But the Government also consciously priced its water in a way that drove home the importance of water in a country that had none of its own, Mr Lee said during a dialogue at the inaugural Singapore Forum on global affairs.

It was made quite clear to the people that the price of water had to be raised, to a level for them to feel the pain, he added.

"That would cause them to think of water not as an endless resource but something precious to be conserved," he said.

Adjusting the water prices took "a couple of years", Mr Lee said.

He was explaining the principles of Singapore's water prices in response to a question from a senior economist from India, Dr Isher Judge Ahluwalia.

Singapore also began tapping new sources of water, Mr Lee said, citing desalinated seawater and treated used water, commonly known here as Newater.

These processes are costly but they "are where my next drop is going to come from", he added. "In Singapore, the right price is based on 'Where is the next drop coming from?' "

Singaporeans accepted it, "not least because, from time to time, radical and irresponsible people in some of our neighbouring countries will say, 'You know, Singaporeans are not being cooperative, we'll turn the taps off.' "

Singapore's commitment to having financially sustainable water was such that it even borrowed money from the World Bank to build water plants in its early years, said Mr Lee.

The country was not short of cash, he added. "We borrowed because then we could explain to our people that the World Bank requires an 8 per cent internal rate of returns on a project... this water plant has to be financially viable and we have to charge people money properly for the water."

Had an interesting exchange at the Singapore Forum last night. This inaugural Forum coincides with SG50, and promotes...
Posted by Lee Hsien Loong on Friday, April 10, 2015

Resolving disputes peacefully 'in interests of all'
By Lim Yan Liang, The Straits Times, 11 Apr 2015

SINGAPORE takes no position on the merits of territorial claims in the South China Sea, Prime Minister Lee Hsien Loong said, but it has an interest in ensuring that disputes are resolved peacefully and in line with international law.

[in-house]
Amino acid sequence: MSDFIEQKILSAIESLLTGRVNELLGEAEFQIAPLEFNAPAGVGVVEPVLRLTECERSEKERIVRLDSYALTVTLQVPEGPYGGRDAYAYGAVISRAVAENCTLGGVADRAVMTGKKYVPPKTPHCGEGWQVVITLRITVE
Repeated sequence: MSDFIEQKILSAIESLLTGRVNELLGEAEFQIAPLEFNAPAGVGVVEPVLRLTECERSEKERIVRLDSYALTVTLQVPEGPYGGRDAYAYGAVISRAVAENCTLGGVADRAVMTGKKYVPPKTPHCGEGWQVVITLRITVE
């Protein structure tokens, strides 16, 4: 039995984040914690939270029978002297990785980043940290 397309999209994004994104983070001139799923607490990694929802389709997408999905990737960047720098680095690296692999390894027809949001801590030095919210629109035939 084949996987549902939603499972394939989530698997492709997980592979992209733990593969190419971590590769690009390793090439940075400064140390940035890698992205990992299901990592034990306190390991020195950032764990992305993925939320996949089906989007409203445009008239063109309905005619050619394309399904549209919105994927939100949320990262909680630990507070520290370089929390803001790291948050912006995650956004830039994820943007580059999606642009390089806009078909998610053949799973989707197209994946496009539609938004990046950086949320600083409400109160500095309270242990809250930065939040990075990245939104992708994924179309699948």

"ASEAN has a role in this, to try and keep the temperature down, tempers down, and prevent this from becoming a violent conflict," he added.

He was replying to Mr Malek Ali of Malaysia's BFM Media, who asked if Singapore would side with its ASEAN neighbours if China were to insist on its nine-dash line. Official Chinese maps depict the line, which encircles nearly all of the South China Sea.

"I think China does insist on its nine-dash line. The other countries also insist on their positions," Mr Lee said.

He added that how each claimant state chooses to handle the issue will tell the world what kind of country it is as well as its standing on the world stage.

Mr Lee was asked for his views on several foreign policy issues at the dialogue opening the Singapore Forum last night, including the prospects for regional integration.

Professor Lee Chung Min of South Korea's Yonsei University asked how the US-China relationship could be managed.

PM Lee said: "We cannot manage the relationship; only America and China can. We can only adapt ourselves to how the relationship is."

He also cited a Chinese phrase that meant a small country was not entitled to a foreign policy. "You have to take the world as it is and react to it. You do not shape the world. We feel that acutely," he said.

But what smaller countries could do was to cooperate on a range of matters regionally, where they have a chance to have their interests represented.

As for the US-China relationship, PM Lee said: "We hope it will be good. That will be easier for us. If they're not, if they're troubled, we will try our best not to have to choose sides. But sometimes, that may not be possible."

Similarly, if China and Japan were not friends, it would be harder for countries in the region to be friends with both, he added.

Asked about China's proposals for a Maritime Silk Road, PM Lee said these were positive moves for China to cooperate with countries in the region, where it is already their biggest trading partner.

Asked about Europe, PM Lee hoped that, despite their preoccupations, European countries and their companies would see the need to have a presence in Asia to succeed globally.

Mr Lee was also asked what the aspiration of countries in the Asia-Pacific should be in the coming decade.

His brief reply: "Peace, prosperity and security."